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What is bullying?
Bullying is a global problem that occurs throughout all educational levels without regard to race, religion, gender, sexual orientation, ability level, or socioeconomics. Bullying happens everywhere; in schools, in neighborhoods, and online. Bullying may occur with one student or a group of students. All students are negatively impacted by bullying including the bullies, the victims, and the observers.
There are three major categories that are recognized with bullying. First, there is a purposeful intent to do someone else harm. This harm can manifest itself in verbal, written, or physical manners. Second, there is a pointed power imbalance. Bullying does not occur with students of the same strength, station, and ability. Third, bullying happens to the same person multiple times, although it does not necessarily happen in the same form. One incident does not mean bullying as a pattern must have been formed.
It is important to realize that every student is at risk for bullying, but patterns are beginning to emerge. It seems as though students who are perceived as different or weaker in some way are more apt to become targets. How students dress or what their bodies looks like are often noted by bullies.
In general, boys are more often bullied than girls. Girls, however, more often experience bullying of a sexual nature. Minority students are often bullied and LGBTQ students are overwhelmingly targeted.
These are disturbing trends but also helpful when developing and implementing programs to bring awareness to, and reduce instances of, bullying in schools.
Bullying can occur anywhere. It can happen in classrooms, in hallways, in auditoriums, in gymnasiums, in lunch rooms, at sporting or extracurricular events, or online. Often, bullying occurs on the way to school or on the way home from school. It also happens in higher numbers in school bathrooms.
Students are frequently targeted online. Students report increased incidences of fear and bullying in spaces where adults are not as prevalent, but they also note that teachers are not likely to stop bullying even when it occurs in front of teachers. Teachers, of course, report that they are very likely to stop bullying that occurs in front of them.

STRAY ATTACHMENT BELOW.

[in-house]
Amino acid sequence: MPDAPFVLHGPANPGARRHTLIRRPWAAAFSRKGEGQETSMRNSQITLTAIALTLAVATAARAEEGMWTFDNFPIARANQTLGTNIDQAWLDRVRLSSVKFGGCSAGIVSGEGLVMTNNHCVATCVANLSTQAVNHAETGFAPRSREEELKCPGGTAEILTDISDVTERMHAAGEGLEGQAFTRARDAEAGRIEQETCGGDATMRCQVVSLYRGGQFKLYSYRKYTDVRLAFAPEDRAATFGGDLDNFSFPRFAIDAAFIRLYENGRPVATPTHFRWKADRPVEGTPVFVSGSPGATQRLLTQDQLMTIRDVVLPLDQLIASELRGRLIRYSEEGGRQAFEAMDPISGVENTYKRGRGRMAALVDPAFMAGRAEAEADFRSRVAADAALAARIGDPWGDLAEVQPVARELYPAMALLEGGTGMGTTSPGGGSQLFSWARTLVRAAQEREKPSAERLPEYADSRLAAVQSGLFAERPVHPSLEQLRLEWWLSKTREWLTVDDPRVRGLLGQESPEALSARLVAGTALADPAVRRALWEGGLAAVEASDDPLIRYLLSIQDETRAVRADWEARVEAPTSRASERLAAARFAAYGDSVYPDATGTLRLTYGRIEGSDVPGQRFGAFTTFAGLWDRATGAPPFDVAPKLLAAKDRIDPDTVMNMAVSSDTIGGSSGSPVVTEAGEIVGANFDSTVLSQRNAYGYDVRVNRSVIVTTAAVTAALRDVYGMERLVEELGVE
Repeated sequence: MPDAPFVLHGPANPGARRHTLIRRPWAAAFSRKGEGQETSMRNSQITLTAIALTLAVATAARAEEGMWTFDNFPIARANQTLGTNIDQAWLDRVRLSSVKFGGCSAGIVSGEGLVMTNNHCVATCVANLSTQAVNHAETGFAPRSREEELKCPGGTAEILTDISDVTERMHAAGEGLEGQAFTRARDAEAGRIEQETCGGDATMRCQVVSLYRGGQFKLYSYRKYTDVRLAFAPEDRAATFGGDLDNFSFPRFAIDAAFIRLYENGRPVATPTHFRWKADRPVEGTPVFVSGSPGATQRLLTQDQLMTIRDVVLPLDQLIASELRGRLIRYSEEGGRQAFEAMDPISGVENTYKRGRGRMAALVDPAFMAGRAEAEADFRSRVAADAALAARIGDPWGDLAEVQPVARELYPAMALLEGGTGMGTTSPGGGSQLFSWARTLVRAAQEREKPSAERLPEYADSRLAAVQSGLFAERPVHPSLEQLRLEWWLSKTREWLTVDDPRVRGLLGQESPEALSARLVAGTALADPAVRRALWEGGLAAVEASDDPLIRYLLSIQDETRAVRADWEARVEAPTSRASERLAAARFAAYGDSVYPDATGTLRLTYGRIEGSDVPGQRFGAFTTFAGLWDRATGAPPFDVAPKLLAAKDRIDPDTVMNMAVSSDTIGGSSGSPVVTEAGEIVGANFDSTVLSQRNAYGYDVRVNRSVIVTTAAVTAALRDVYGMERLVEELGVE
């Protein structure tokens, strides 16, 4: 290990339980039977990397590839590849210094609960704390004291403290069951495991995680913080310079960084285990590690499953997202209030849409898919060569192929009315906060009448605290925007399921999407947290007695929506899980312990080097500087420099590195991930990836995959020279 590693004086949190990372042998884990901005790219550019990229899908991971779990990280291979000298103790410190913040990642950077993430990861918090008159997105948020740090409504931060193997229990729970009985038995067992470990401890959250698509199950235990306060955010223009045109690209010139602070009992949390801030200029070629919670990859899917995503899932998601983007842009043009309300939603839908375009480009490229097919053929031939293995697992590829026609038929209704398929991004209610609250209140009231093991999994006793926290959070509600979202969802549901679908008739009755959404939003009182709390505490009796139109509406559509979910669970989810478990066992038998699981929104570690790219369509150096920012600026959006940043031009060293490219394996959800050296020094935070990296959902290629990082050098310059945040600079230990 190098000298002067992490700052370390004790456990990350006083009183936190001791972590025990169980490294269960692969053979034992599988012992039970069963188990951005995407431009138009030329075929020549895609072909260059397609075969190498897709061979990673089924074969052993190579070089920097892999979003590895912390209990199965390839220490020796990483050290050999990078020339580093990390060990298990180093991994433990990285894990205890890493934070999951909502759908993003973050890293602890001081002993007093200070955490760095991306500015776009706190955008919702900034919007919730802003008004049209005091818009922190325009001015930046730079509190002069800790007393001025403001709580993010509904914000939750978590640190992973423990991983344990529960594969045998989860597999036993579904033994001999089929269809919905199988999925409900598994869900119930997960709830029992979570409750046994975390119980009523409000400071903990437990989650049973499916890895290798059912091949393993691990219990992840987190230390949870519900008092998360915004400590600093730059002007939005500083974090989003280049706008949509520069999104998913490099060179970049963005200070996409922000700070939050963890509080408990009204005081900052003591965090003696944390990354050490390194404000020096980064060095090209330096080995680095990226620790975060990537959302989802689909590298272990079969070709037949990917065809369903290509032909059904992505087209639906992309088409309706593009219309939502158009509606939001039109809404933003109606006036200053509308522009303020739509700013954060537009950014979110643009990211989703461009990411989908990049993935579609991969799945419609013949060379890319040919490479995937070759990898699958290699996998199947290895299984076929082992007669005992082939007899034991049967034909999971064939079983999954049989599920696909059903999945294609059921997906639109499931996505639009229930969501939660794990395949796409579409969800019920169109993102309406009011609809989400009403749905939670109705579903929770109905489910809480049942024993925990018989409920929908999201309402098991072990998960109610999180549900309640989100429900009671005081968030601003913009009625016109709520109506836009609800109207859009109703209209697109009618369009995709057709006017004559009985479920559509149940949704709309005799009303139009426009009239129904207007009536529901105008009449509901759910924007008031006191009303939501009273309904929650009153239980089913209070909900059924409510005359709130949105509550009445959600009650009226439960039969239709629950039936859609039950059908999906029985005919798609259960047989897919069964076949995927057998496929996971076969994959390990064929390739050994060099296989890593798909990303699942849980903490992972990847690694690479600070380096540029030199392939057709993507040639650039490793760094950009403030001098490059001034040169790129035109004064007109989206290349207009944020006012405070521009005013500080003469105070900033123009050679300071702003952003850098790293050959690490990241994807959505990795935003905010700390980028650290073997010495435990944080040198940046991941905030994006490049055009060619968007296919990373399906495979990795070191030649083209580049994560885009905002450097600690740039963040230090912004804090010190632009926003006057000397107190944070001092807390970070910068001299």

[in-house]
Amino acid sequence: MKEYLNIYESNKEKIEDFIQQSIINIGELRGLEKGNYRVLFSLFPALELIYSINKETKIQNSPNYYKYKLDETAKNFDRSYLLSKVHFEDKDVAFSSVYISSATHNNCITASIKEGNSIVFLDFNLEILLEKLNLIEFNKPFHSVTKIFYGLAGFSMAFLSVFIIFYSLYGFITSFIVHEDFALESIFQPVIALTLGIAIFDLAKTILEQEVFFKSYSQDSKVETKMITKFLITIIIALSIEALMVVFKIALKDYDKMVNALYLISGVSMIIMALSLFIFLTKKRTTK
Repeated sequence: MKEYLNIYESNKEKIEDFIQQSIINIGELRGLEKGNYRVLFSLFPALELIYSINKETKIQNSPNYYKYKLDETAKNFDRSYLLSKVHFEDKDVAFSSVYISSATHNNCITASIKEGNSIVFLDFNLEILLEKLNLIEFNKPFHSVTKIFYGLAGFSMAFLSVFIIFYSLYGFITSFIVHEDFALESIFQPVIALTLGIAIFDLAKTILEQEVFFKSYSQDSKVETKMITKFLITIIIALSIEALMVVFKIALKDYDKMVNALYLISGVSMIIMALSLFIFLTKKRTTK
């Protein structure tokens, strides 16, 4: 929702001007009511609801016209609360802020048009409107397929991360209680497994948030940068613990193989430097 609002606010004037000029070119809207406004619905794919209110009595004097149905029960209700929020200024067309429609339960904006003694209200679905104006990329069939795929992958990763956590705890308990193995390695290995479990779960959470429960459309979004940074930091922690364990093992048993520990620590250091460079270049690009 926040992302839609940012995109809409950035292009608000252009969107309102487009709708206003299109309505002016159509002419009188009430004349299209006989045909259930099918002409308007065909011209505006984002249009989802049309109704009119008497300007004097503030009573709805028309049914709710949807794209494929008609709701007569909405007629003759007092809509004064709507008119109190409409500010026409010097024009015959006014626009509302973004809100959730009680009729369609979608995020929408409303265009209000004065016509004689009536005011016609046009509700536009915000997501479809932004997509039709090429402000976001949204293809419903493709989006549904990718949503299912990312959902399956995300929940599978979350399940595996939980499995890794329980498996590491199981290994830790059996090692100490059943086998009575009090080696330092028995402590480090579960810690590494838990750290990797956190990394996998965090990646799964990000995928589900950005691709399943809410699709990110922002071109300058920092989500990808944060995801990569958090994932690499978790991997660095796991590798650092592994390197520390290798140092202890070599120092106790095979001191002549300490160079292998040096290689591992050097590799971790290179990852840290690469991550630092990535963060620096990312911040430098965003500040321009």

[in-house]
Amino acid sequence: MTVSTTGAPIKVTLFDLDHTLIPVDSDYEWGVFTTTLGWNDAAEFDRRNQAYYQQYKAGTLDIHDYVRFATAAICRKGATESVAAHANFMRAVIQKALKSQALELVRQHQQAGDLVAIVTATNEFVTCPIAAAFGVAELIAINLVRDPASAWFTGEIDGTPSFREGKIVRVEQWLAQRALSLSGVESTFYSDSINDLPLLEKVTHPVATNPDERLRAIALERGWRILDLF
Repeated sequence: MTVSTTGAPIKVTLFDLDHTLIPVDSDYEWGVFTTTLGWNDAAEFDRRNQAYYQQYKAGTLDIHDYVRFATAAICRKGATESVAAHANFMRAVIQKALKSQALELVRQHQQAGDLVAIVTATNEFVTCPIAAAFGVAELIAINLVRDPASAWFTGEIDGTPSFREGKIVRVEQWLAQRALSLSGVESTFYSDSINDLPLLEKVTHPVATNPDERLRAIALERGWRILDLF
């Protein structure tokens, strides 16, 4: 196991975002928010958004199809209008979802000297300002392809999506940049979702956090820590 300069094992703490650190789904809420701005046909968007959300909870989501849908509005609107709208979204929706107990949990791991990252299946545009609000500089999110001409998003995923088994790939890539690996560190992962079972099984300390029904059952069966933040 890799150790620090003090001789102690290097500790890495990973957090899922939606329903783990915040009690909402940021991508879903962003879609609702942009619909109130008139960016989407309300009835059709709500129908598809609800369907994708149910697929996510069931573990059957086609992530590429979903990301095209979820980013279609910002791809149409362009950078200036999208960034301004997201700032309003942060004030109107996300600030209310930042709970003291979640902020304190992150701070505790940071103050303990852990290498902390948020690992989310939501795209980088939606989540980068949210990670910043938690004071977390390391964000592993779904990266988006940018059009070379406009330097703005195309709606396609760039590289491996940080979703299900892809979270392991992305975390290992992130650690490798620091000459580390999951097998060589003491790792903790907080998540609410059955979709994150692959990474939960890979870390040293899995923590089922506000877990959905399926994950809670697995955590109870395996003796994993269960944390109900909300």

There are several categories that help to classify bullying.
First, there is verbal bullying. This involves threats, humiliation, taunting, teasing, name calling, and many other forms. Next, there is social bullying. This occurs through rumors, gossip, alienation, coercion, and more. Often times this happens in group settings and it may involve more than one target. Girls are more likely than boys to participate in social bullying.
There is also physical bullying. Hitting, kicking, punching, shoving, slapping, spitting, or damaging or stealing physical property, and others are involved in this category. Boys are more likely than girls to participate in physical bullying. Finally, there is cyberbullying.
Cyberbullying involves the use of electronic technology, including computers, tablets, and cellular phones, to threaten, harm, disrespect, ignore, or embarrass others. This may take the form of email, text messages, pictures, videos, websites, social media, and many others. Cyberbullying is prevalent among middle school students.
There are a wide number of suggestions and strategies provided in research and on websites. Most importantly, never ignore bullying. This empowers bullies and sets up a hostile environment for students.
It is always advisable to be proactive. Set up a program (or use a school-wide program if one is provided), inform students and discuss bullying with them, and monitor your classroom, as well as the school, for instances, rates, and patterns of bullying. If all students know that the teacher is always thinking about, discussing, and taking action against bullying, instances are less likely to occur.
Suggestions to help students include peer mediation, counseling, student reporting and suggestion boxes, student surveys, peer counseling, safe rooms, telephone and computer help lines, and many others. Administrators, faculty, and staff can help to set an appropriate environment, collect data and act upon the results of the data, enforce school policies with regard to bullying, and continually remain alert and informed. There are a tremendous number of additional resources available under the references links on this page as well as the “Informative Links” section to the left side of this page.
Note: Please keep in mind that this site is now, and always will be, a work in progress. As we learn more about bullying, what is involved, possible strategies, and new resources, these pages will be updated. Thank you very much for your interest and desire to make a positive change.
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